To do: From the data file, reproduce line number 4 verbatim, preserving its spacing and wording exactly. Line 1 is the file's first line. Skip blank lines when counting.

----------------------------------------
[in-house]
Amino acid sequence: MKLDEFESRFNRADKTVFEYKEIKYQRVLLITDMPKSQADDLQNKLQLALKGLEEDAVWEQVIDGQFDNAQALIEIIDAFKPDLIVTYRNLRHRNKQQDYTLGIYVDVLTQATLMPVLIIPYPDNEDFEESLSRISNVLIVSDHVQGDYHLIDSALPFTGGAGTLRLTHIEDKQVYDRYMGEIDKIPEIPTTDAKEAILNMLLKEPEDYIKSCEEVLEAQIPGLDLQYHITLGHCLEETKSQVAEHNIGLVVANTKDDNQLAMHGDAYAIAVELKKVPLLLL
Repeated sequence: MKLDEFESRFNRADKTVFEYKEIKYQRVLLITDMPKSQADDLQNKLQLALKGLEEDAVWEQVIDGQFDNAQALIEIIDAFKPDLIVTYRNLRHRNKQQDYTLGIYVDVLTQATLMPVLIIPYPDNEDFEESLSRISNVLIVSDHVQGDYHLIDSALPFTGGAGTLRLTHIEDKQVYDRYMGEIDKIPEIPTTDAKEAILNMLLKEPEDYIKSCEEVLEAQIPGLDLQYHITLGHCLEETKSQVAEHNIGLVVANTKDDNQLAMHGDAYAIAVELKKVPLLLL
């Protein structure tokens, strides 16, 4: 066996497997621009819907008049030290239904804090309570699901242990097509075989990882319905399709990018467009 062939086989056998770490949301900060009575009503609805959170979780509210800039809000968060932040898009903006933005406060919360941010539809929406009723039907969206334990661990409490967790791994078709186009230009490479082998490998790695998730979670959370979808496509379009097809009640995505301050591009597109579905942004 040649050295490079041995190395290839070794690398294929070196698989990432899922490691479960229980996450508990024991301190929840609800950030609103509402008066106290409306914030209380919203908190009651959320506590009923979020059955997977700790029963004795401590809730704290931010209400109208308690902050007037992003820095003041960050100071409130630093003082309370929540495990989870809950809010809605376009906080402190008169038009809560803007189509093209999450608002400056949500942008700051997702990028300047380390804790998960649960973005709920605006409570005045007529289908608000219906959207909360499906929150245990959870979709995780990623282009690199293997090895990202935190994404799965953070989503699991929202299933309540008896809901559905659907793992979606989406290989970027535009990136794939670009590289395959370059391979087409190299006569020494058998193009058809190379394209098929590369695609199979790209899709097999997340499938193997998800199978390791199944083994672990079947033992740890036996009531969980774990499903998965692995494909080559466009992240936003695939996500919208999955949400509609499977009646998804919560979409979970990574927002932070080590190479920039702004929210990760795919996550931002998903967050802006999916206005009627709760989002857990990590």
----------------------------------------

């Protein structure tokens, strides 16, 4: 066996497997621009819907008049030290239904804090309570699901242990097509075989990882319905399709990018467009 062939086989056998770490949301900060009575009503609805959170979780509210800039809000968060932040898009903006933005406060919360941010539809929406009723039907969206334990661990409490967790791994078709186009230009490479082998490998790695998730979670959370979808496509379009097809009640995505301050591009597109579905942004 040649050295490079041995190395290839070794690398294929070196698989990432899922490691479960229980996450508990024991301190929840609800950030609103509402008066106290409306914030209380919203908190009651959320506590009923979020059955997977700790029963004795401590809730704290931010209400109208308690902050007037992003820095003041960050100071409130630093003082309370929540495990989870809950809010809605376009906080402190008169038009809560803007189509093209999450608002400056949500942008700051997702990028300047380390804790998960649960973005709920605006409570005045007529289908608000219906959207909360499906929150245990959870979709995780990623282009690199293997090895990202935190994404799965953070989503699991929202299933309540008896809901559905659907793992979606989406290989970027535009990136794939670009590289395959370059391979087409190299006569020494058998193009058809190379394209098929590369695609199979790209899709097999997340499938193997998800199978390791199944083994672990079947033992740890036996009531969980774990499903998965692995494909080559466009992240936003695939996500919208999955949400509609499977009646998804919560979409979970990574927002932070080590190479920039702004929210990760795919996550931002998903967050802006999916206005009627709760989002857990990590």